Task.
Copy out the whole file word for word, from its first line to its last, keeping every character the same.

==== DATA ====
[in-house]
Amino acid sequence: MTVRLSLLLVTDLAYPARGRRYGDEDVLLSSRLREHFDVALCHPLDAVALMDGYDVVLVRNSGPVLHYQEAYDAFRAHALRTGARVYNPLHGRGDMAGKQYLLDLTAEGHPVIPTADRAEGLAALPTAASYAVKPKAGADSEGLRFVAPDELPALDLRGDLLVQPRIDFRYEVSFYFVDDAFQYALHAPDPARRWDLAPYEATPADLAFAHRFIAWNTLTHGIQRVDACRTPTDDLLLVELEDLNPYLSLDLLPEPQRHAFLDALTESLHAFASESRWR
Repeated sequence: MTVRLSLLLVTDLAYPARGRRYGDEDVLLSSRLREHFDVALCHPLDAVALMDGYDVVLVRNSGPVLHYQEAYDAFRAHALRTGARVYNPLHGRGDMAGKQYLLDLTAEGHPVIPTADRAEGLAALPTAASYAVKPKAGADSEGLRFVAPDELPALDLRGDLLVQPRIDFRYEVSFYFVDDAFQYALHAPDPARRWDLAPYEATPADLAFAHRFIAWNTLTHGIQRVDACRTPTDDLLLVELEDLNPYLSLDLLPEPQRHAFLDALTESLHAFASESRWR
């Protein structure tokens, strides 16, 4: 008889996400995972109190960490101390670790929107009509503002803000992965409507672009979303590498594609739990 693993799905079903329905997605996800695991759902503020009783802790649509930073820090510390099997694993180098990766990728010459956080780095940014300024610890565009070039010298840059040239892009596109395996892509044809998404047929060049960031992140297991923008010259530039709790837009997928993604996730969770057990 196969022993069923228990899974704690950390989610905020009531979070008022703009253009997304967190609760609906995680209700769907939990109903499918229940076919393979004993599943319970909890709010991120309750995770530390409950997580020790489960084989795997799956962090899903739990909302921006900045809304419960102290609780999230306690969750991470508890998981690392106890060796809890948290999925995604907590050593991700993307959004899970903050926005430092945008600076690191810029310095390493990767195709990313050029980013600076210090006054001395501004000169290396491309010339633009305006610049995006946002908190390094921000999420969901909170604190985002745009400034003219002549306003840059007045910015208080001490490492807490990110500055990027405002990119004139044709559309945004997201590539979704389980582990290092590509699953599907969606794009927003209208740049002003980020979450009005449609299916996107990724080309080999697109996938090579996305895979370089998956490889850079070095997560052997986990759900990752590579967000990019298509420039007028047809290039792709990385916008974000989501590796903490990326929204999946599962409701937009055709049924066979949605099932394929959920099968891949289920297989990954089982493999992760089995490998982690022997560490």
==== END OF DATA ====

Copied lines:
[in-house]
Amino acid sequence: MTVRLSLLLVTDLAYPARGRRYGDEDVLLSSRLREHFDVALCHPLDAVALMDGYDVVLVRNSGPVLHYQEAYDAFRAHALRTGARVYNPLHGRGDMAGKQYLLDLTAEGHPVIPTADRAEGLAALPTAASYAVKPKAGADSEGLRFVAPDELPALDLRGDLLVQPRIDFRYEVSFYFVDDAFQYALHAPDPARRWDLAPYEATPADLAFAHRFIAWNTLTHGIQRVDACRTPTDDLLLVELEDLNPYLSLDLLPEPQRHAFLDALTESLHAFASESRWR
Repeated sequence: MTVRLSLLLVTDLAYPARGRRYGDEDVLLSSRLREHFDVALCHPLDAVALMDGYDVVLVRNSGPVLHYQEAYDAFRAHALRTGARVYNPLHGRGDMAGKQYLLDLTAEGHPVIPTADRAEGLAALPTAASYAVKPKAGADSEGLRFVAPDELPALDLRGDLLVQPRIDFRYEVSFYFVDDAFQYALHAPDPARRWDLAPYEATPADLAFAHRFIAWNTLTHGIQRVDACRTPTDDLLLVELEDLNPYLSLDLLPEPQRHAFLDALTESLHAFASESRWR
């Protein structure tokens, strides 16, 4: 008889996400995972109190960490101390670790929107009509503002803000992965409507672009979303590498594609739990 693993799905079903329905997605996800695991759902503020009783802790649509930073820090510390099997694993180098990766990728010459956080780095940014300024610890565009070039010298840059040239892009596109395996892509044809998404047929060049960031992140297991923008010259530039709790837009997928993604996730969770057990 196969022993069923228990899974704690950390989610905020009531979070008022703009253009997304967190609760609906995680209700769907939990109903499918229940076919393979004993599943319970909890709010991120309750995770530390409950997580020790489960084989795997799956962090899903739990909302921006900045809304419960102290609780999230306690969750991470508890998981690392106890060796809890948290999925995604907590050593991700993307959004899970903050926005430092945008600076690191810029310095390493990767195709990313050029980013600076210090006054001395501004000169290396491309010339633009305006610049995006946002908190390094921000999420969901909170604190985002745009400034003219002549306003840059007045910015208080001490490492807490990110500055990027405002990119004139044709559309945004997201590539979704389980582990290092590509699953599907969606794009927003209208740049002003980020979450009005449609299916996107990724080309080999697109996938090579996305895979370089998956490889850079070095997560052997986990759900990752590579967000990019298509420039007028047809290039792709990385916008974000989501590796903490990326929204999946599962409701937009055709049924066979949605099932394929959920099968891949289920297989990954089982493999992760089995490998982690022997560490």